A standard statistical procedure involves the test of the relationship between two statistical data sets, or a data set and synthetic data drawn from an idealized model. A hypothesis is proposed for the statistical relationship between the two data sets, and this is compared as an alternative to an idealized null hypothesis of no relationship between two data sets. Rejecting or disproving the null hypothesis is done using statistical tests that quantify the sense in which the null can be proven false, given the data that are used in the test. Working from a null hypothesis, two basic forms of error are recognized: Type I errors (null hypothesis is falsely rejected giving a "false positive") and Type II errors (null hypothesis fails to be rejected and an actual difference between populations is missed giving a "false negative"). Multiple problems have come to be associated with this framework: ranging from obtaining a sufficient sample size to specifying an adequate null hypothesis.

Measurement processes that generate statistical data are also subject to error. Many of these errors are classified as random (noise) or systematic (bias), but other types of errors (e.g., blunder, such as when an analyst reports incorrect units) can also be important. The presence of missing data or censoring may result in biased estimates and specific techniques have been developed to address these problems.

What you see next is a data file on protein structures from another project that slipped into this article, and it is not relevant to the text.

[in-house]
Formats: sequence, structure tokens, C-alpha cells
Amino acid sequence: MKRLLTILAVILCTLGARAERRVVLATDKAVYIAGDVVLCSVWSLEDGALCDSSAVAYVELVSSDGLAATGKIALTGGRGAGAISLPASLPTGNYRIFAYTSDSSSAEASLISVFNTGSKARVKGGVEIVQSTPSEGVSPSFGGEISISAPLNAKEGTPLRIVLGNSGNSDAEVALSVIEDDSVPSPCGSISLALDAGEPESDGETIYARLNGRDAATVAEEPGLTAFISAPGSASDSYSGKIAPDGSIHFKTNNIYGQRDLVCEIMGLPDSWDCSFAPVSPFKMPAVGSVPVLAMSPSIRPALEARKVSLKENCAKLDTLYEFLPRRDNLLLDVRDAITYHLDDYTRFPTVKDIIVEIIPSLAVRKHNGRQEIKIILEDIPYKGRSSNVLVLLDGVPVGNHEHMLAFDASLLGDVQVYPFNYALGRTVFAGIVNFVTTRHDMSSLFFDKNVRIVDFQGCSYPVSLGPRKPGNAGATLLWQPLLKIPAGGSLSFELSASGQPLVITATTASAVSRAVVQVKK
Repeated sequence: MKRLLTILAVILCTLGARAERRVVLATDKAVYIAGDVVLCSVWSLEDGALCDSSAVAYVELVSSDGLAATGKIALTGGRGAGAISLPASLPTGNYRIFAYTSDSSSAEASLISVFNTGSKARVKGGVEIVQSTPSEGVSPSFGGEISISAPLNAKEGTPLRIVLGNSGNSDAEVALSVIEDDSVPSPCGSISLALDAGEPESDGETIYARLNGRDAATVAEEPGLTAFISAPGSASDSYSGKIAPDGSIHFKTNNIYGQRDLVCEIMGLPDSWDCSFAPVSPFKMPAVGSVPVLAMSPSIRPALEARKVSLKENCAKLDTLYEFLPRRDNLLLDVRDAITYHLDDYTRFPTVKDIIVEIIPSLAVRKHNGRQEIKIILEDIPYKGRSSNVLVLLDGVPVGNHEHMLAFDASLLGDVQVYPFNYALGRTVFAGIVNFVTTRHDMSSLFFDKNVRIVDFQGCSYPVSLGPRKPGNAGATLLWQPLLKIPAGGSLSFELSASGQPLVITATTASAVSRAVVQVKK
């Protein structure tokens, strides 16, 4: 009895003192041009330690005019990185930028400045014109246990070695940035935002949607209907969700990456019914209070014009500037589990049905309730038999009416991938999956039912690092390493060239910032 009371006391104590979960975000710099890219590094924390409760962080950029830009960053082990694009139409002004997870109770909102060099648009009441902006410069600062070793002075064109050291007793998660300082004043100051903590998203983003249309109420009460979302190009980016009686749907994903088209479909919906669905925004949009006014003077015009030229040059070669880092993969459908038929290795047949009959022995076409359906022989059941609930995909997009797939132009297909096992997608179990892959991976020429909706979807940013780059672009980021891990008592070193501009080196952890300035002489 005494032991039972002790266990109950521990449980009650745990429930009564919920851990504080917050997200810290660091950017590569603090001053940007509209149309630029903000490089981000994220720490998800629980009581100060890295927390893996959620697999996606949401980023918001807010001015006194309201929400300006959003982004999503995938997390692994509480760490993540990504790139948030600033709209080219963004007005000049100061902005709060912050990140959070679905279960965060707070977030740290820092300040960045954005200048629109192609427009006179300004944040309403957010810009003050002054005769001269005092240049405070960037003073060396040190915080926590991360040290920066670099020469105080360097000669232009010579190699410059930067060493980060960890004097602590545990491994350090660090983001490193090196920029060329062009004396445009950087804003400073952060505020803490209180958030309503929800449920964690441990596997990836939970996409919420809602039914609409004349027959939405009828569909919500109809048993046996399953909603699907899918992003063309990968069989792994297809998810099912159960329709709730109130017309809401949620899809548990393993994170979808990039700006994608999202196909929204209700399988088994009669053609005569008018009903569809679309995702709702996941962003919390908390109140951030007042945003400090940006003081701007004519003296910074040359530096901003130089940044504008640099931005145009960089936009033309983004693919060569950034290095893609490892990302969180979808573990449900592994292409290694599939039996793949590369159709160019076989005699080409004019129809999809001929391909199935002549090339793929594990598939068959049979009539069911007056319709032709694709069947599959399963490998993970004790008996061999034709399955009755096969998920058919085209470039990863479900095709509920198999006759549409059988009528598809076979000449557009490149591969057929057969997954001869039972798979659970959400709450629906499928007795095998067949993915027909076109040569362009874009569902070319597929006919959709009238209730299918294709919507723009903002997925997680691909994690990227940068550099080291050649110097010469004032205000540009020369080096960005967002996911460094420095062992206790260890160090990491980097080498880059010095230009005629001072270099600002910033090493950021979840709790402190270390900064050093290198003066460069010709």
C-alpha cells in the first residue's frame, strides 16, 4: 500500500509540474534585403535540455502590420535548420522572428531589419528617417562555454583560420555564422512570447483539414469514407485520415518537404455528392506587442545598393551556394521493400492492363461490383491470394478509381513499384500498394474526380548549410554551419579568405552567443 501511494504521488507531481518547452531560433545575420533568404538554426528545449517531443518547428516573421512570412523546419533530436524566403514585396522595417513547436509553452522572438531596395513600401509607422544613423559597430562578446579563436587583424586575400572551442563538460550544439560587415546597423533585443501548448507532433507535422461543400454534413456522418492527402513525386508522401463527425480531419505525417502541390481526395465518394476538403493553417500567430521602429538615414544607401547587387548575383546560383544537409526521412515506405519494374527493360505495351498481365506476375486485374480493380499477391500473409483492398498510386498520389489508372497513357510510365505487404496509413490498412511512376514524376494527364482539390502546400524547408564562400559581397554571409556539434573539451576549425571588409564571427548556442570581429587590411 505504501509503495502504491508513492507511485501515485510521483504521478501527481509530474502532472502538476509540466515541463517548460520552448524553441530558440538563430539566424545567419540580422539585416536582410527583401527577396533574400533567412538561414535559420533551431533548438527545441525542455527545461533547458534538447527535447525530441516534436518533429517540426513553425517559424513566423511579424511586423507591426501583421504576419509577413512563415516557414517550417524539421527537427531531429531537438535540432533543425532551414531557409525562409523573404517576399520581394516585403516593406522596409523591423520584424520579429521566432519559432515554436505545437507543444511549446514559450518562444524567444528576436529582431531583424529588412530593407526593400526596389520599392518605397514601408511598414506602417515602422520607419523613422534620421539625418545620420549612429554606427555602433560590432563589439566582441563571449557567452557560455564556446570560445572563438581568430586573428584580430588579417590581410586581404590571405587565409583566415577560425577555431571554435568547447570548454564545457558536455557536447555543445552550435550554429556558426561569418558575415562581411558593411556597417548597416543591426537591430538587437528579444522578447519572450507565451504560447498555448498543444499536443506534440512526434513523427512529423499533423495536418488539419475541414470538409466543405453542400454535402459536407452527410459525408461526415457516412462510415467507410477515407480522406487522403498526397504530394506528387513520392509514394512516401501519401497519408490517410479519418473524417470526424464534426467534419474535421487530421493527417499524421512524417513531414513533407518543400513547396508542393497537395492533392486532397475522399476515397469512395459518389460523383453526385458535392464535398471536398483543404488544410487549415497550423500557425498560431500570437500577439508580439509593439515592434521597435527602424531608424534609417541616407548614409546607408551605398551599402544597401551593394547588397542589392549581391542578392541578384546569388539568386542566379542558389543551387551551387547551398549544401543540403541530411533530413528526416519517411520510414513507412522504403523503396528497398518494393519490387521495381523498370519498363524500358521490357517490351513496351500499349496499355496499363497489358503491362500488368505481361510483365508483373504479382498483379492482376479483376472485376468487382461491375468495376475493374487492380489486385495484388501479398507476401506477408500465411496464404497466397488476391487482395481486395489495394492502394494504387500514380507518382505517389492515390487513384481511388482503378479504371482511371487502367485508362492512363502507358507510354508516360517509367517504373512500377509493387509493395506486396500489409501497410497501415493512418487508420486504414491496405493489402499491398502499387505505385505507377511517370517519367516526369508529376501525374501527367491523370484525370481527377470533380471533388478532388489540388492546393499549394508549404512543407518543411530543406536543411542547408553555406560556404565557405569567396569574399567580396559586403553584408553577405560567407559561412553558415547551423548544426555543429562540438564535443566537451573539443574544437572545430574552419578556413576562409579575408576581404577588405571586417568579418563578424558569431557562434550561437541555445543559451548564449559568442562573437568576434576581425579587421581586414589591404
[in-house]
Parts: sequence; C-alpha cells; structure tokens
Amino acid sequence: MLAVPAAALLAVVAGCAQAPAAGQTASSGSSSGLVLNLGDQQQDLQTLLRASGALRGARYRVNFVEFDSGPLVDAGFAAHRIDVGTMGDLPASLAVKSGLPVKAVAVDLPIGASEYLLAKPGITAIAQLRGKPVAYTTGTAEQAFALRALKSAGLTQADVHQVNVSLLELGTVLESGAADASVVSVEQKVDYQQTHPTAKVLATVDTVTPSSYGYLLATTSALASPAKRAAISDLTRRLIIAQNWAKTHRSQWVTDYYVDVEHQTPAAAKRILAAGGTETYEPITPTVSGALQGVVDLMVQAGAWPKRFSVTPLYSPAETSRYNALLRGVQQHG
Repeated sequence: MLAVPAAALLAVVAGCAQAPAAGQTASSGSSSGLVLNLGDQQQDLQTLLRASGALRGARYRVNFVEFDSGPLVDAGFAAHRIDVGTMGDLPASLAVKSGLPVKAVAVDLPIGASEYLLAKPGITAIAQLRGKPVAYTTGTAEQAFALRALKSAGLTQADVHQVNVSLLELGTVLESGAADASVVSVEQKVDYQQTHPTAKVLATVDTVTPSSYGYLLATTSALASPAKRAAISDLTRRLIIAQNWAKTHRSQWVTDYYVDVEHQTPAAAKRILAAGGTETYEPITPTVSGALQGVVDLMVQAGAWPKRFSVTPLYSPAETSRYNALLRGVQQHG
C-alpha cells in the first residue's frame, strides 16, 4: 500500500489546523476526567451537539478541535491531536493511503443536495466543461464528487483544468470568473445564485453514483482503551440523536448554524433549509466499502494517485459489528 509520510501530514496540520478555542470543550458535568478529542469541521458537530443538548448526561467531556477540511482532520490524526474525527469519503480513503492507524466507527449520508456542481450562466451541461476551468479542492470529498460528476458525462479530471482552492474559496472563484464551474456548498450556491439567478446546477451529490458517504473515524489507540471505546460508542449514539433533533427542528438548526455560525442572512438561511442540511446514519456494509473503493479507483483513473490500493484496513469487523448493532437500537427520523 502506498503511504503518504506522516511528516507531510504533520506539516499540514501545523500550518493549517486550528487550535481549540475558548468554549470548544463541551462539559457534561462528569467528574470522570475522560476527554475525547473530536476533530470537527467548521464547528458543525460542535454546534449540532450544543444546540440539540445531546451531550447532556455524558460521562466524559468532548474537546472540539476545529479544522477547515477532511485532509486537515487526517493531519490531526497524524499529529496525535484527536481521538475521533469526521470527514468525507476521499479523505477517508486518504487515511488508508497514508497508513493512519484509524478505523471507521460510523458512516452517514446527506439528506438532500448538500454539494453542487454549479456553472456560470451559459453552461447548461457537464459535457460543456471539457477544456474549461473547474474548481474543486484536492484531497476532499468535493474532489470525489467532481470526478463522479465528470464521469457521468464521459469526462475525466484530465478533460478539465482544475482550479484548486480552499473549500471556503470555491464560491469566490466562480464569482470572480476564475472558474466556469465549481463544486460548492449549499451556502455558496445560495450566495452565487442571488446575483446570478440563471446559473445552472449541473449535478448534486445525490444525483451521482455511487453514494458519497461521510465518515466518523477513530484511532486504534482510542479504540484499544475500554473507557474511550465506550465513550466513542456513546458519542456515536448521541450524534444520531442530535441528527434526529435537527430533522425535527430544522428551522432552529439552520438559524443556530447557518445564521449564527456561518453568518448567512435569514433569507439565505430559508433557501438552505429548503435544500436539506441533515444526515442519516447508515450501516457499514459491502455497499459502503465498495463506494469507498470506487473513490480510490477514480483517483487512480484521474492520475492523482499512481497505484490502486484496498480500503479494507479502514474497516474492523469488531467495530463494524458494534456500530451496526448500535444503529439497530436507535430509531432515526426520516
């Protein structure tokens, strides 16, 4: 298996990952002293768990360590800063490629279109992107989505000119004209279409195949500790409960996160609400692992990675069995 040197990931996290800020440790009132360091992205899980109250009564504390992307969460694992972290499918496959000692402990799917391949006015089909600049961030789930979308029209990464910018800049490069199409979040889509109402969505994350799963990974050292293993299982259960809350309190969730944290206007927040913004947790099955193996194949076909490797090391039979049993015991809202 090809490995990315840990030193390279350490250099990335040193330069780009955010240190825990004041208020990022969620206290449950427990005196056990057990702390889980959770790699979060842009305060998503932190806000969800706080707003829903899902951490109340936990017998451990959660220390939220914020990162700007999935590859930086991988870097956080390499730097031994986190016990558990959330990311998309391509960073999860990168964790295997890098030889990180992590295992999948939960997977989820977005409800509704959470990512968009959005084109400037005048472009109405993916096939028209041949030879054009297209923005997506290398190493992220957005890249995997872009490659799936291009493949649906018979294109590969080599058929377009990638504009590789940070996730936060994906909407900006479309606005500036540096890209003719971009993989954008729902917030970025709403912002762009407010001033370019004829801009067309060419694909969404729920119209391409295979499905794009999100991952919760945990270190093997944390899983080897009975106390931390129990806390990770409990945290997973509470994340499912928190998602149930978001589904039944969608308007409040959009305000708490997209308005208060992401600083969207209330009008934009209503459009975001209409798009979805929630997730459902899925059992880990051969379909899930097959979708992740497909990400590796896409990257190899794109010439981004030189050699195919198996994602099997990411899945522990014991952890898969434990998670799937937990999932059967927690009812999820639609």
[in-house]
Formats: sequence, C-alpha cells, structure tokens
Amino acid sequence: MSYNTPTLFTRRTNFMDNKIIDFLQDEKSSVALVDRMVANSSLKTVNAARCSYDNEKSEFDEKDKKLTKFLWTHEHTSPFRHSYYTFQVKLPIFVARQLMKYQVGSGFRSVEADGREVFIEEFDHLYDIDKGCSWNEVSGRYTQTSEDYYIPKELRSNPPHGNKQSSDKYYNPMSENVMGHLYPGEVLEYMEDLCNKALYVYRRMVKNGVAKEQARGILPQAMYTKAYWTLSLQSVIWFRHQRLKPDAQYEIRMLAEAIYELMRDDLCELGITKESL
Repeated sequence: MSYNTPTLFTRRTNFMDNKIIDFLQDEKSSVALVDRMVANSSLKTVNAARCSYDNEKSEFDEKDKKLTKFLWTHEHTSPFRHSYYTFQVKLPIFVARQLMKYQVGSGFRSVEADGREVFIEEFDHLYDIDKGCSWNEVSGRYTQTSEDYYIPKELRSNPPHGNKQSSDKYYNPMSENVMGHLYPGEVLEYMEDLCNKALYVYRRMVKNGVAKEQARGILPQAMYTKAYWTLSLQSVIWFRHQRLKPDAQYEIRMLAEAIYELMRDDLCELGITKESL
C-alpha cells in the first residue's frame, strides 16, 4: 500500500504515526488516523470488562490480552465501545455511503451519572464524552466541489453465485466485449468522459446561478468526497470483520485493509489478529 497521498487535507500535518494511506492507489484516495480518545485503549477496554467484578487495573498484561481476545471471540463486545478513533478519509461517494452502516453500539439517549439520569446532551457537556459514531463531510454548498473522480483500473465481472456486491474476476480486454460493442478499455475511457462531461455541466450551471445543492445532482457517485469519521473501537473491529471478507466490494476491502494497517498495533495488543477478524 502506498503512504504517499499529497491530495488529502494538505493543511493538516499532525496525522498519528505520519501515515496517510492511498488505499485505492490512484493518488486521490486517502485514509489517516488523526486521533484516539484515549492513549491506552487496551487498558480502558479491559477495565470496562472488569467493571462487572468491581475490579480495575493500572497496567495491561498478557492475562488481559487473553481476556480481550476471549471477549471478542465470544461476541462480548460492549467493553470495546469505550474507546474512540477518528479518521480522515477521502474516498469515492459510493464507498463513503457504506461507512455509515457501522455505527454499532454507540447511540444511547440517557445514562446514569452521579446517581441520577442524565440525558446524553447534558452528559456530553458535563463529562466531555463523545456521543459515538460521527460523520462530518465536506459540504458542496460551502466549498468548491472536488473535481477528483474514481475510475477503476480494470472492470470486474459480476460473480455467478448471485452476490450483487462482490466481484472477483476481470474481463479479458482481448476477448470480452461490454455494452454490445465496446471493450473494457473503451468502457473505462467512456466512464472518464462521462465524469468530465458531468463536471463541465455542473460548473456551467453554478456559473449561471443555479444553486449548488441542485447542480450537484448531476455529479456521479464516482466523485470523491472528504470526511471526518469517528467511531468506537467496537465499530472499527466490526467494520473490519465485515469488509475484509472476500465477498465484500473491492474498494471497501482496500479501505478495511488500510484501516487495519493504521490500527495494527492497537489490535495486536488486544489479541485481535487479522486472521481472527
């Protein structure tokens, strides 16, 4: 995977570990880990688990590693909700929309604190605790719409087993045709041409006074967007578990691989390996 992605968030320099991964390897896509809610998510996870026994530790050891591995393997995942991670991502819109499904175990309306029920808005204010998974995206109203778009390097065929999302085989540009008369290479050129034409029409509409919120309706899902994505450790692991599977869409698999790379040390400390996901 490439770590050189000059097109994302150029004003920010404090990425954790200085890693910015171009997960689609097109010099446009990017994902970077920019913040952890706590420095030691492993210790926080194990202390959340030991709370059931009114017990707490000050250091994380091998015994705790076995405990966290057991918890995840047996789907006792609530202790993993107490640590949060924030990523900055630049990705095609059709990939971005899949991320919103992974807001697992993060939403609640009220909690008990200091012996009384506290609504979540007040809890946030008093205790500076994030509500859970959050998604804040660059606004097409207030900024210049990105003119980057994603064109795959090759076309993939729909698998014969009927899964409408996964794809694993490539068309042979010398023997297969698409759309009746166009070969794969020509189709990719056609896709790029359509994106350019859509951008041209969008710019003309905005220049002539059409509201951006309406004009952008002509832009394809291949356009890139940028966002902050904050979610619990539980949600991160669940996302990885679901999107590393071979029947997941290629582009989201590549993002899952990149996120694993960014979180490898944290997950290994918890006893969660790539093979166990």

Statistics can be said to have begun in ancient civilization, going back at least to the 5th century BC, but it was not until the 18th century that it started to draw more heavily from calculus and probability theory. In more recent years statistics has relied more on statistical software to produce tests such as descriptive analysis.

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A histogram of heights of cherry trees
Students are expected to interpret graphs, such as this histogram